The U.S. national basketball team finalized its roster Tuesday for the world championships and there's no Rajon Rondo.

The Celtics star asked to withdraw from consideration, a release from the team said.

Rondo had started the Americans first two exhibition games, then surprisingly didn't play at all Sunday when the U.S. edged Spain.

The final 12-man roster set Tuesday includes: Kevin Durant, Derrick Rose, Rudy Gay, Lamar Odom, Chauncey Billups, Danny Granger, Russell Westbrook, Eric Gordon, Stephen Curry, Kevin Love, Tyson Chandler and Andre Iguodala.

Coach Mike Krzyzewski's squad has one more tuneup, against Greece on Wednesday, before the world championships start Saturday in Turkey. They run through Sept. 12.

Earlier Tuesday, Krzyzewski said that his team's relatively small size, the differences between NBA and global basketball rules, and his players' lack of experience playing together are all challenges for the U.S.

"We have only played three (warmup) games and we have never played together before (in a championship game)," Krzyzewski said after a shootaround at the Olympic Indoor Arena in Athens.

"(Wednesday) night's game for us is about getting a better understanding of ourselves and the international game before we get into the world championships. We get the chance to do it against one of the best teams."

Wednesday's game is being held in the same arena where the U.S. team at the 2004 Olympics — which included LeBron James, Dwyane Wade, Tim Duncan and Allen Iverson, among others — failed to win gold for the first time since 1972.

And Greece upset the U.S. at the lasts world championships, in 2006, winning their semifinal against a lineup that again contained James and Wade.

Only with Krzyzewski's "Redeem Team" of 2008 did the U.S. win another Olympic gold and break a string of disappointing results in major tournaments dating back to the 2002 worlds in Indianapolis.

Krzyzewski's roster for Turkey this year boasts just two veterans — Denver Nuggets guard Chauncey Billups and Lakers forward Lamar Odom. He has said that defending champion Spain is the favorite, but his team edged the Spaniards 86-85 last Sunday in Madrid.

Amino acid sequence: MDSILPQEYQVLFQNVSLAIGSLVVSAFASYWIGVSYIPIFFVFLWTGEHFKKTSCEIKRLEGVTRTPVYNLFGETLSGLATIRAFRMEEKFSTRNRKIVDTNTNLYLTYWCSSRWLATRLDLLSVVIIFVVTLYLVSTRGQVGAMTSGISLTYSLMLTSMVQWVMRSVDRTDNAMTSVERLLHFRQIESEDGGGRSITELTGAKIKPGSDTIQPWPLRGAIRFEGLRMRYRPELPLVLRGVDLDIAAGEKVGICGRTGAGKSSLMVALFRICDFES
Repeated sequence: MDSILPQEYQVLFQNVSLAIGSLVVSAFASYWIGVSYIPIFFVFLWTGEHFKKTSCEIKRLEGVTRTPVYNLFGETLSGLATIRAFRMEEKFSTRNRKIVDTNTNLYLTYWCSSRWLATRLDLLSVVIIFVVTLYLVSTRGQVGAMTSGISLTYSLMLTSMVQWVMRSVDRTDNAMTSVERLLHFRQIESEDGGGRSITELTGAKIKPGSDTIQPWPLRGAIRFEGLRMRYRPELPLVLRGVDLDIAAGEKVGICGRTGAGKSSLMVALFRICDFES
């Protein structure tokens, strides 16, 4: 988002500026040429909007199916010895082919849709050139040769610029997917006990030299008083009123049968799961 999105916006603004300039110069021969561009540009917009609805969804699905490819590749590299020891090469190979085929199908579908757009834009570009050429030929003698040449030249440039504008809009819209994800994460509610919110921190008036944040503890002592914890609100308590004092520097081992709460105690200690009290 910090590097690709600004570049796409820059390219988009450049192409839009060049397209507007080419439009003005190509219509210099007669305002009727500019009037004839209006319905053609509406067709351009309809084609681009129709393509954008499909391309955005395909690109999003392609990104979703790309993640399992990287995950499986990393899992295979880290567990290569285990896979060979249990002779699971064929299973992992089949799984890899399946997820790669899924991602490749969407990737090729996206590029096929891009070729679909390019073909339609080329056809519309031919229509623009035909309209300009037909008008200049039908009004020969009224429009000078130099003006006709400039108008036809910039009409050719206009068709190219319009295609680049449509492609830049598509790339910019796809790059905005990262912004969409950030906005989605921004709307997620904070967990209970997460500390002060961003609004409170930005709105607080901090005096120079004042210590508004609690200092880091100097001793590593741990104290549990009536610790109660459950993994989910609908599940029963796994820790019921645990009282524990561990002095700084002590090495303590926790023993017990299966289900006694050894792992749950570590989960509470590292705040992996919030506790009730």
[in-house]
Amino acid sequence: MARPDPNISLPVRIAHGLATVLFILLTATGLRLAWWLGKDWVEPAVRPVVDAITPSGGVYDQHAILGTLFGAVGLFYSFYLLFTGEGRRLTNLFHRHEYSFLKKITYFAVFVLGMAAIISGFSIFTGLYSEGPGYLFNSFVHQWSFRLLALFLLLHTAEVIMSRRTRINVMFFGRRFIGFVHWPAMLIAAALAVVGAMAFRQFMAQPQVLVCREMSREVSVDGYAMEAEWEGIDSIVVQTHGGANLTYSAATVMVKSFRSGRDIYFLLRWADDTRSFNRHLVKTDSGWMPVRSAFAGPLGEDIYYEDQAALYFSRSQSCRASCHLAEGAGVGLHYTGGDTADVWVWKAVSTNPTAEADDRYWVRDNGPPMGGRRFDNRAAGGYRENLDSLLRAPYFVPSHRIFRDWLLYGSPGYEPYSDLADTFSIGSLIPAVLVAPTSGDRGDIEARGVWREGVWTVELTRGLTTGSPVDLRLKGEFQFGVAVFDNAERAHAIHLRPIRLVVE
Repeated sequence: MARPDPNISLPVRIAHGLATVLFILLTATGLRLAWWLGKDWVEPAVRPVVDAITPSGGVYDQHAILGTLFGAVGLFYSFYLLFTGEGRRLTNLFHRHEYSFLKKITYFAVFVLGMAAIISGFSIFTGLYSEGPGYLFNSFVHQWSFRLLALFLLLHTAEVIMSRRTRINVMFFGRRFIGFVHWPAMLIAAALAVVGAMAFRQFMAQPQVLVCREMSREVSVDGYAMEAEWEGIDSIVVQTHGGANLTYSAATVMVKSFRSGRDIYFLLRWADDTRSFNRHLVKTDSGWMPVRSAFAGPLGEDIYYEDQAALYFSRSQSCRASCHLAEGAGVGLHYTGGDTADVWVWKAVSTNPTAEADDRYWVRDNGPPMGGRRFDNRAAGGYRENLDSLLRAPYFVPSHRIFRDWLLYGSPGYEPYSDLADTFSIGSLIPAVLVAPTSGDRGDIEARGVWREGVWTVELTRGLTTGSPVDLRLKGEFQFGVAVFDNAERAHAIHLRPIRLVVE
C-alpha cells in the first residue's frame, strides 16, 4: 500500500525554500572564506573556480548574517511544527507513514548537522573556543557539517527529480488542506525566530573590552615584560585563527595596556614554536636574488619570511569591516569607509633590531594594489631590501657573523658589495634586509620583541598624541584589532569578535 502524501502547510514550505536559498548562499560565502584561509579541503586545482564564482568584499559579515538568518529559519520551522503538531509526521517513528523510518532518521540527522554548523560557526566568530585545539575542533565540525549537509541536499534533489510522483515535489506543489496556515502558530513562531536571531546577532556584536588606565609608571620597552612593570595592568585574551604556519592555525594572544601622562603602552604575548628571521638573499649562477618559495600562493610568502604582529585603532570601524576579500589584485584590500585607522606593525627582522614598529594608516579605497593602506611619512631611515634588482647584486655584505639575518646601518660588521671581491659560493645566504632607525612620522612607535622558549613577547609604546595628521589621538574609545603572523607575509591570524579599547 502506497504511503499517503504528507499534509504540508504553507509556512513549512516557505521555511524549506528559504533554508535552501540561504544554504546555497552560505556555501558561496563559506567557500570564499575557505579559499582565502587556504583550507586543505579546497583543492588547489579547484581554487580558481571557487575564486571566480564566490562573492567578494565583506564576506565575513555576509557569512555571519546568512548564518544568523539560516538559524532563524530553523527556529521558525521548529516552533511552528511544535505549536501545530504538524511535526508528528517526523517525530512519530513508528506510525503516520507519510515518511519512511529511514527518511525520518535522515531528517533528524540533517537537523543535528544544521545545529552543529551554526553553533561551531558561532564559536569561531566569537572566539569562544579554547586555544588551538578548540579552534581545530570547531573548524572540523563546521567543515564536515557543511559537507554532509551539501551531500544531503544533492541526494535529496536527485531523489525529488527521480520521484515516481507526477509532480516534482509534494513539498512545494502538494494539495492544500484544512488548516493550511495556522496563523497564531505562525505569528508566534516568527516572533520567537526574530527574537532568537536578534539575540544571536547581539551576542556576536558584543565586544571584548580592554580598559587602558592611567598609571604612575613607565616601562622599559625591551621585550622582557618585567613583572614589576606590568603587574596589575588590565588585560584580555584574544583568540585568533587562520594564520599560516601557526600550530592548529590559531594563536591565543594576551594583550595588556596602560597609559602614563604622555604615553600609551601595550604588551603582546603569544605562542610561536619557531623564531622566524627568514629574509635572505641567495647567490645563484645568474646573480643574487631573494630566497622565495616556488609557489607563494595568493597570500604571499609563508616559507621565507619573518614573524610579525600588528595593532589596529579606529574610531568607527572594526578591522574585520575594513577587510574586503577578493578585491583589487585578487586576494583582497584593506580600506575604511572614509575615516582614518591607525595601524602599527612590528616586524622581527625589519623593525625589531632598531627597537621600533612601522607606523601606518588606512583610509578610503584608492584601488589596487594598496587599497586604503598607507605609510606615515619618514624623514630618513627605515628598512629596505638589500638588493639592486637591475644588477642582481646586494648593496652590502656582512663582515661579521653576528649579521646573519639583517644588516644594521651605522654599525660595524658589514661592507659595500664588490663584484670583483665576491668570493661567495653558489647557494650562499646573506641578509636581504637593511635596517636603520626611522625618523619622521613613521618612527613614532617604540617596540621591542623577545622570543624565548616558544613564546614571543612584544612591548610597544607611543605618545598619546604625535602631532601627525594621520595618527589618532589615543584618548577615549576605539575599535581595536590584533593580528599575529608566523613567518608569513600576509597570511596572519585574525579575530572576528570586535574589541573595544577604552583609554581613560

"In Beijing (in 2008) we had a team of experienced professionals; this team has younger professionals, outside of Odom and Billups," Krzyzewski said.

"We are trying to adapt (to different kinds of players) and it's good. I don't think the players should have to adapt to you as much as you should adapt to them."

Tyson Chandler is the team's only true center as well as its only 7-footer, but Krzyzewski said that situation was not intentional.

"We thought we would be bigger but the first day of training camp we lost (Brook) Lopez, (Amare) Stoudamire and (David) Lee and we could not bring other people in," he said. "There's more (chance of) error with the lack of size."

He added that he might use a zone defense extensively on Wednesday against Greece's tall frontline. "I could also use (Sofoklis) Schortsanitis," Krzyzewski joked, referring to Greece's 6-foot-10, 345-pound center.

His team must learn to adapt to international basketball rules, especially on traveling, a problem for many U.S. professionals, men and women, playing in Europe. In the game against Spain, the U.S. bench was furious at officials' numerous traveling calls.

"I understand that in the half court, you have to put the ball down before you move, but (calling a traveling violation) in the full court is something that's a little bit unusual," Krzyzewski said.